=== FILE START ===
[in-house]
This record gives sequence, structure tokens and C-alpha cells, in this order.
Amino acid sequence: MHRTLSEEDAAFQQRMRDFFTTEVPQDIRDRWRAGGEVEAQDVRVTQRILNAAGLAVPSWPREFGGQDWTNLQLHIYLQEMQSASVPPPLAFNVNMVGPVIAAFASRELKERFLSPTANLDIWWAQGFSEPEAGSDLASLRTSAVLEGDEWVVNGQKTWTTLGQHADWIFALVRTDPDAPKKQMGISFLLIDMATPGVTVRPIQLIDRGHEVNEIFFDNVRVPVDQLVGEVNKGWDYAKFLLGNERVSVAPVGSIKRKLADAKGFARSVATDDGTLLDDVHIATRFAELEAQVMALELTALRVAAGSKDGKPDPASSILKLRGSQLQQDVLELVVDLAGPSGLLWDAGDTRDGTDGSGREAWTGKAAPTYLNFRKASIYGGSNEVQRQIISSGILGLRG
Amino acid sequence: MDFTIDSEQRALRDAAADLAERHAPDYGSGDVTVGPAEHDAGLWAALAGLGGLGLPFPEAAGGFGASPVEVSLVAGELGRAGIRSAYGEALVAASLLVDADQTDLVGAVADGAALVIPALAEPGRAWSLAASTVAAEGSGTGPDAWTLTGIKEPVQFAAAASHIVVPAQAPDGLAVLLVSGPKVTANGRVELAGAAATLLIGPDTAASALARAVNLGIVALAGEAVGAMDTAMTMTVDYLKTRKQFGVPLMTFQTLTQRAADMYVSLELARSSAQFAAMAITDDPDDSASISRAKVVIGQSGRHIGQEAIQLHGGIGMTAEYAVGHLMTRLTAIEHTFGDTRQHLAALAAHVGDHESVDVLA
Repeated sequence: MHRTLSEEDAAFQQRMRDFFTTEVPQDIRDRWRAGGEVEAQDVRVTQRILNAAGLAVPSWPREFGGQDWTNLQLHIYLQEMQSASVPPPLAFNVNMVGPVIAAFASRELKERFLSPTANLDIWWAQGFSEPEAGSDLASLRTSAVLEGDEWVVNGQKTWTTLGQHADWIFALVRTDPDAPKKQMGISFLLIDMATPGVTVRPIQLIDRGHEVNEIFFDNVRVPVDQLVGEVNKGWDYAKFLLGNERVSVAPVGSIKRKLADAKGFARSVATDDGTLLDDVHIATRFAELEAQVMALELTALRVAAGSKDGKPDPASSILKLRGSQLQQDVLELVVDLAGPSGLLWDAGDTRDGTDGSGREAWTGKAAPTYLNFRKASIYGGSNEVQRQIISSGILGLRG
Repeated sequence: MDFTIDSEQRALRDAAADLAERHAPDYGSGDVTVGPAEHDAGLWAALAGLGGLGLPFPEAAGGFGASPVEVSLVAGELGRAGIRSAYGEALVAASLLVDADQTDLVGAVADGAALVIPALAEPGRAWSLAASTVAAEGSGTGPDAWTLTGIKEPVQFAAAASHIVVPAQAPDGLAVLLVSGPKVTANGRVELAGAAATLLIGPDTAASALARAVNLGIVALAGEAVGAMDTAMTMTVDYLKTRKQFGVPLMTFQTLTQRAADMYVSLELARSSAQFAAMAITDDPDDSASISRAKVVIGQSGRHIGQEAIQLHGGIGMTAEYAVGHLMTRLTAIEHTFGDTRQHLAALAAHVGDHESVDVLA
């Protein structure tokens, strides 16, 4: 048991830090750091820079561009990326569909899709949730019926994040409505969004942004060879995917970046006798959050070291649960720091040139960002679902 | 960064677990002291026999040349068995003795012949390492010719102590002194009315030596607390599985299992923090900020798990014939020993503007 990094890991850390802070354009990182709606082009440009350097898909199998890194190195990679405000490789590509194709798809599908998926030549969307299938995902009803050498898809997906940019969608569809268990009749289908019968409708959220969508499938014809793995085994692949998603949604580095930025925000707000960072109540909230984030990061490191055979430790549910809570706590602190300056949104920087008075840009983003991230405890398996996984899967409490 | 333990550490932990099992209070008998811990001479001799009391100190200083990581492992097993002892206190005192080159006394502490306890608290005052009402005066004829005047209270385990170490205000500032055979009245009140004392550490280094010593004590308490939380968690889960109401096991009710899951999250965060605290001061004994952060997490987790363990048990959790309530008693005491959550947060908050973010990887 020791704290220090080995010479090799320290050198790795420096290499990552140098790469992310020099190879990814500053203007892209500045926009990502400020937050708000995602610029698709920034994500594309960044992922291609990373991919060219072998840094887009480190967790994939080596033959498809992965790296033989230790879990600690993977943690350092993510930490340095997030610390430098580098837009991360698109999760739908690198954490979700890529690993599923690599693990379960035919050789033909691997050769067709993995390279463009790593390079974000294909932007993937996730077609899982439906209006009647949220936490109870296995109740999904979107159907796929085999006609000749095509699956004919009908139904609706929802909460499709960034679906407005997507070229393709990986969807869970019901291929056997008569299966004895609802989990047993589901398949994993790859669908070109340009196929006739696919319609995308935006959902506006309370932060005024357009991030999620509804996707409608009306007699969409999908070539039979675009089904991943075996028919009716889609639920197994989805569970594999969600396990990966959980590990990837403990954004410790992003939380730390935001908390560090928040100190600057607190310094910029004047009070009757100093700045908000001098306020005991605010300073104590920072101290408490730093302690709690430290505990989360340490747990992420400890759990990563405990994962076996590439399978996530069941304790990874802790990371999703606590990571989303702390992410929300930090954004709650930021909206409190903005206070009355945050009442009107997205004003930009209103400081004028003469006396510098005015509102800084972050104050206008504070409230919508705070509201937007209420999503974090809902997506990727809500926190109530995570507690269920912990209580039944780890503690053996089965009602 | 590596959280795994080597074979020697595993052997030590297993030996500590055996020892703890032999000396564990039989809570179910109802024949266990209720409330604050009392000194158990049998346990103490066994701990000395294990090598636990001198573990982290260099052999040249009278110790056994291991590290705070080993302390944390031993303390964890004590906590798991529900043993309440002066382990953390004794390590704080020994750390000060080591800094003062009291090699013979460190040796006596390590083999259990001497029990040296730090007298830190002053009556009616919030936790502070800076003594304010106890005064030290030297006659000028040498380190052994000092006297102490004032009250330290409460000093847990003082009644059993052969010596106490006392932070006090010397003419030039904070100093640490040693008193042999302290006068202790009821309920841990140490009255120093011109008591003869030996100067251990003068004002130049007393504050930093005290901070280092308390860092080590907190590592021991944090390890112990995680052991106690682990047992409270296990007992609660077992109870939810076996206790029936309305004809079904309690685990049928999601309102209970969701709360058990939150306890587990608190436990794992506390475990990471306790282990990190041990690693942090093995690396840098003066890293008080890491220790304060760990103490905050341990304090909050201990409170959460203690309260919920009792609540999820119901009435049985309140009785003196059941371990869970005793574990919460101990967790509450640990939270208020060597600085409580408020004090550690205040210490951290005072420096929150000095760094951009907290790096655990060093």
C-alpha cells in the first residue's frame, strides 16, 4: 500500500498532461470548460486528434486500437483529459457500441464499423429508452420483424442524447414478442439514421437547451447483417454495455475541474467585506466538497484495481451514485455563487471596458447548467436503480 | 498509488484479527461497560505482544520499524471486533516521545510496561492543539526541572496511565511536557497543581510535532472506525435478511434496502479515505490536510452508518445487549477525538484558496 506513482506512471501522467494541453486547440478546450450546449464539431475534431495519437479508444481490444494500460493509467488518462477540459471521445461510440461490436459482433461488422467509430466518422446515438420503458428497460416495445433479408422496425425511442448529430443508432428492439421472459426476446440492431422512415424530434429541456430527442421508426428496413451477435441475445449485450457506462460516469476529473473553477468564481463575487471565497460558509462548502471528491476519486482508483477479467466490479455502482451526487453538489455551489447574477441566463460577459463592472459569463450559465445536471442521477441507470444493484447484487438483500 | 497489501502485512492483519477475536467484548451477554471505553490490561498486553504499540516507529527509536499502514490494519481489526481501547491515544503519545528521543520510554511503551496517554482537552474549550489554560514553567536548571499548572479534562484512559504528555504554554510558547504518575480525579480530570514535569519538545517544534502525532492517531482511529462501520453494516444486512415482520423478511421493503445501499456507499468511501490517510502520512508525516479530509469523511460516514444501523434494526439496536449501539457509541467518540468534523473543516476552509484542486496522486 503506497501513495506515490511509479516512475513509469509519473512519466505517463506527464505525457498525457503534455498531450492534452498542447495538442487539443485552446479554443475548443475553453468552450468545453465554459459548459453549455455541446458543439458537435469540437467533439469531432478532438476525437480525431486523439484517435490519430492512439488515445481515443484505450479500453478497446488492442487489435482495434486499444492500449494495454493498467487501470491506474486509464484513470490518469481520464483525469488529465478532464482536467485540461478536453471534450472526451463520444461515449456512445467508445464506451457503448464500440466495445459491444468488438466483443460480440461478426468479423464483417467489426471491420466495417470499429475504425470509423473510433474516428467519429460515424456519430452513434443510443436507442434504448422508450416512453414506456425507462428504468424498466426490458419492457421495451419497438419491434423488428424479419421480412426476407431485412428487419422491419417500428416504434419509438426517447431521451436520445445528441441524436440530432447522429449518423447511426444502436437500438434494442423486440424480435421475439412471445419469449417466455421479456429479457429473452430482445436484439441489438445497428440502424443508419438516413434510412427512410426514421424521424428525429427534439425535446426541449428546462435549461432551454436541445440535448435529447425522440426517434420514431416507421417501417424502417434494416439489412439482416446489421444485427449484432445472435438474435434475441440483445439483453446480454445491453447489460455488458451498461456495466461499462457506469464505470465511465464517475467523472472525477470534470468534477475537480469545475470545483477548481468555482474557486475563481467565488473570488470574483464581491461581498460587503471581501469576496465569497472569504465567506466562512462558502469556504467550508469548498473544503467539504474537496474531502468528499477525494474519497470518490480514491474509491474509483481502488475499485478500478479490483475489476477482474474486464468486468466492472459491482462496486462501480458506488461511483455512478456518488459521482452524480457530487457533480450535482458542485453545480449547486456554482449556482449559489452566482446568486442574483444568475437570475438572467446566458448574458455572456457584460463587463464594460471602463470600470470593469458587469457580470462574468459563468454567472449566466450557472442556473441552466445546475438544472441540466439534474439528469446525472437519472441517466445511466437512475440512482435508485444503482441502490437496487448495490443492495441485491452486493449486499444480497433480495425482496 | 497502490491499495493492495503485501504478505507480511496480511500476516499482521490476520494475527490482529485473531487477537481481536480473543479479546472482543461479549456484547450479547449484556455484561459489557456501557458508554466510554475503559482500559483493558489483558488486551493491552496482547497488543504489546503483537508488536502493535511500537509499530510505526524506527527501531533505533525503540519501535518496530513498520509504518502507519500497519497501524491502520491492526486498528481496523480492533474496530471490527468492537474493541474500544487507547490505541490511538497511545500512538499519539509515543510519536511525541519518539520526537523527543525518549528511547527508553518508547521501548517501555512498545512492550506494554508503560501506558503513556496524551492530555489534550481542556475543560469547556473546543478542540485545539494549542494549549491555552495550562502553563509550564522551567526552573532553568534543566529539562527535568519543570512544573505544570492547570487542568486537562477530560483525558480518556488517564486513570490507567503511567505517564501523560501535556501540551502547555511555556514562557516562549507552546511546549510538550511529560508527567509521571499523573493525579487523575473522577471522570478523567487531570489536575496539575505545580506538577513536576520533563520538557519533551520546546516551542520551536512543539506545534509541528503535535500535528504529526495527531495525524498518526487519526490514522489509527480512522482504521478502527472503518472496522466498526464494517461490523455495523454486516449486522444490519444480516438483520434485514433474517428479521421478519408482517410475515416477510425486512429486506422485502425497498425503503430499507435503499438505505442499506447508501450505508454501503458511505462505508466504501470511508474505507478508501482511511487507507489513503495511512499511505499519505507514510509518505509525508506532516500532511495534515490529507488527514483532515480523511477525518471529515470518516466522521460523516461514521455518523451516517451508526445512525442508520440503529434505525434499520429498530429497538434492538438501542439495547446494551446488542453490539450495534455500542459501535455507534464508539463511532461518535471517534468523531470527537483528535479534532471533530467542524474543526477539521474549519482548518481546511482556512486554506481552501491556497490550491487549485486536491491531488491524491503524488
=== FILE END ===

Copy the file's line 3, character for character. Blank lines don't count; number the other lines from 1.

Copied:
Amino acid sequence: MHRTLSEEDAAFQQRMRDFFTTEVPQDIRDRWRAGGEVEAQDVRVTQRILNAAGLAVPSWPREFGGQDWTNLQLHIYLQEMQSASVPPPLAFNVNMVGPVIAAFASRELKERFLSPTANLDIWWAQGFSEPEAGSDLASLRTSAVLEGDEWVVNGQKTWTTLGQHADWIFALVRTDPDAPKKQMGISFLLIDMATPGVTVRPIQLIDRGHEVNEIFFDNVRVPVDQLVGEVNKGWDYAKFLLGNERVSVAPVGSIKRKLADAKGFARSVATDDGTLLDDVHIATRFAELEAQVMALELTALRVAAGSKDGKPDPASSILKLRGSQLQQDVLELVVDLAGPSGLLWDAGDTRDGTDGSGREAWTGKAAPTYLNFRKASIYGGSNEVQRQIISSGILGLRG